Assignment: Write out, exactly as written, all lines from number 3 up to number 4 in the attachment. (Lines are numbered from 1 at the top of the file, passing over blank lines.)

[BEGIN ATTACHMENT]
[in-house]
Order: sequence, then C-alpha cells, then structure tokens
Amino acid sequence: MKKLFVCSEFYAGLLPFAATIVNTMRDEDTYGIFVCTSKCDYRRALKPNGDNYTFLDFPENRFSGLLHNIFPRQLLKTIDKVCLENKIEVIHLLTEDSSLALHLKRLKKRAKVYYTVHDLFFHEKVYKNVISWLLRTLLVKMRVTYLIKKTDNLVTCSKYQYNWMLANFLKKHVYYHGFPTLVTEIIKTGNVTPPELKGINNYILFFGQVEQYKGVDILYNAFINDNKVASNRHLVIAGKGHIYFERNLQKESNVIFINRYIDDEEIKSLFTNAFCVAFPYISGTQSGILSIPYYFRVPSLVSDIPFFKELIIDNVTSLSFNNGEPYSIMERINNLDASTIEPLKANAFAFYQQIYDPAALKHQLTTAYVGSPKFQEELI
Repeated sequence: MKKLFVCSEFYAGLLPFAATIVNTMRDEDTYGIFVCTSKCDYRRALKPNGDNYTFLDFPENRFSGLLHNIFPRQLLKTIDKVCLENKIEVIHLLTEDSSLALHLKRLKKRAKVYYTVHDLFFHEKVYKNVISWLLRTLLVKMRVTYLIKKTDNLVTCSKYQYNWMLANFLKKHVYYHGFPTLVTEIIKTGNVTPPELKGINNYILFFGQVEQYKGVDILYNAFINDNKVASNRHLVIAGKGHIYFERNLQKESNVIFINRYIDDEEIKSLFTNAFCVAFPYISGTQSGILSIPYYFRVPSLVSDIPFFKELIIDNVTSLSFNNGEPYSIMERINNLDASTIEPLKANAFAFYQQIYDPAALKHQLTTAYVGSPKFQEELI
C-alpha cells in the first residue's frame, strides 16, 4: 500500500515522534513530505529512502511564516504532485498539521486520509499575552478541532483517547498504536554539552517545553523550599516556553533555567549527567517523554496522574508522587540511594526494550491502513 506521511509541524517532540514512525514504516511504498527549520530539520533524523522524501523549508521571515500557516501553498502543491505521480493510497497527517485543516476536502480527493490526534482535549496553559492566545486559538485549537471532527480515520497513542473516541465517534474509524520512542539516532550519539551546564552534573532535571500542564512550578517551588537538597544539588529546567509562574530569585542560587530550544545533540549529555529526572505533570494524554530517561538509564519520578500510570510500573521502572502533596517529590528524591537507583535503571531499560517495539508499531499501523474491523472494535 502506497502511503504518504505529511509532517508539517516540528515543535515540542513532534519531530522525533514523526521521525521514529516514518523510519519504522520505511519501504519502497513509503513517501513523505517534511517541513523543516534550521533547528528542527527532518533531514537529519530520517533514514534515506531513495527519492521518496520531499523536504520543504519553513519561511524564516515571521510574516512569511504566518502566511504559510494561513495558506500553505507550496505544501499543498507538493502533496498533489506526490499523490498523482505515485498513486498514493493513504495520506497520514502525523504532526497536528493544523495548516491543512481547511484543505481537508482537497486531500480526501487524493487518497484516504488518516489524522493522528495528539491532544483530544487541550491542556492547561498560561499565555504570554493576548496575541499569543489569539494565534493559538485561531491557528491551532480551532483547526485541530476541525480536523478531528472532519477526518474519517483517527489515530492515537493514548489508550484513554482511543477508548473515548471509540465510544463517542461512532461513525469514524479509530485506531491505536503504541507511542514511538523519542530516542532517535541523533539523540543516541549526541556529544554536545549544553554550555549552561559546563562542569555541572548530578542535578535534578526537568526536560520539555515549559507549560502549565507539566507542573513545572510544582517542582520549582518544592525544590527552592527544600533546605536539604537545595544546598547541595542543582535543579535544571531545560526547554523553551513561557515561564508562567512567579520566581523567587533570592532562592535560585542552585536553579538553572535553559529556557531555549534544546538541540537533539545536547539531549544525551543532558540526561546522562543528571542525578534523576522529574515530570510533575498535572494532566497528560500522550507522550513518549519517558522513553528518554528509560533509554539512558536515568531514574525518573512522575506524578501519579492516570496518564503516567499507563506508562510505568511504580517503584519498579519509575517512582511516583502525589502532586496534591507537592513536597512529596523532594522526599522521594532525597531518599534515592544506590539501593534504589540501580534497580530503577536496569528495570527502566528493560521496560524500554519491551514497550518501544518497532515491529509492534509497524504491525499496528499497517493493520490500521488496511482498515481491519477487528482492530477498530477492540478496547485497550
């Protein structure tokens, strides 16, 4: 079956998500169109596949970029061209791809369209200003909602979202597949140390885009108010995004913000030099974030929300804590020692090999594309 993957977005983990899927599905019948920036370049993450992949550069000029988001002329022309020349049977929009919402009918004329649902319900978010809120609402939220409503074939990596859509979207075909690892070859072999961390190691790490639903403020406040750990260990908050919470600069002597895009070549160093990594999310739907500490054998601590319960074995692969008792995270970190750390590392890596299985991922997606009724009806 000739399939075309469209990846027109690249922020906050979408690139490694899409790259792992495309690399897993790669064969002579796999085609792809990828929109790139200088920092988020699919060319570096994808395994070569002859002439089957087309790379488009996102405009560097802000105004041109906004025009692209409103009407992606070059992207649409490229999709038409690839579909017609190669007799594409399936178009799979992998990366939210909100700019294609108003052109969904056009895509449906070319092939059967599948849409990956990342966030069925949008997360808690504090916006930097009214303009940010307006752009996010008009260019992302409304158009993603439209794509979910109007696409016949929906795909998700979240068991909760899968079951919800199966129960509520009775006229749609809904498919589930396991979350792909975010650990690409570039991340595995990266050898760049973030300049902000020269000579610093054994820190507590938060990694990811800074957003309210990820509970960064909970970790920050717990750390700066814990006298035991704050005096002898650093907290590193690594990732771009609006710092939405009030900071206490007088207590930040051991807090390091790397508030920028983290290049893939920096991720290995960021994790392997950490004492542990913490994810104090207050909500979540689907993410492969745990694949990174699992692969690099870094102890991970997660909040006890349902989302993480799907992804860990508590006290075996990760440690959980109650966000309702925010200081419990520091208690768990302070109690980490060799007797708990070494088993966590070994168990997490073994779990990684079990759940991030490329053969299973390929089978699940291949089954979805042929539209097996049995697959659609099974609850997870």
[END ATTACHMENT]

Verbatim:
Amino acid sequence: MKKLFVCSEFYAGLLPFAATIVNTMRDEDTYGIFVCTSKCDYRRALKPNGDNYTFLDFPENRFSGLLHNIFPRQLLKTIDKVCLENKIEVIHLLTEDSSLALHLKRLKKRAKVYYTVHDLFFHEKVYKNVISWLLRTLLVKMRVTYLIKKTDNLVTCSKYQYNWMLANFLKKHVYYHGFPTLVTEIIKTGNVTPPELKGINNYILFFGQVEQYKGVDILYNAFINDNKVASNRHLVIAGKGHIYFERNLQKESNVIFINRYIDDEEIKSLFTNAFCVAFPYISGTQSGILSIPYYFRVPSLVSDIPFFKELIIDNVTSLSFNNGEPYSIMERINNLDASTIEPLKANAFAFYQQIYDPAALKHQLTTAYVGSPKFQEELI
Repeated sequence: MKKLFVCSEFYAGLLPFAATIVNTMRDEDTYGIFVCTSKCDYRRALKPNGDNYTFLDFPENRFSGLLHNIFPRQLLKTIDKVCLENKIEVIHLLTEDSSLALHLKRLKKRAKVYYTVHDLFFHEKVYKNVISWLLRTLLVKMRVTYLIKKTDNLVTCSKYQYNWMLANFLKKHVYYHGFPTLVTEIIKTGNVTPPELKGINNYILFFGQVEQYKGVDILYNAFINDNKVASNRHLVIAGKGHIYFERNLQKESNVIFINRYIDDEEIKSLFTNAFCVAFPYISGTQSGILSIPYYFRVPSLVSDIPFFKELIIDNVTSLSFNNGEPYSIMERINNLDASTIEPLKANAFAFYQQIYDPAALKHQLTTAYVGSPKFQEELI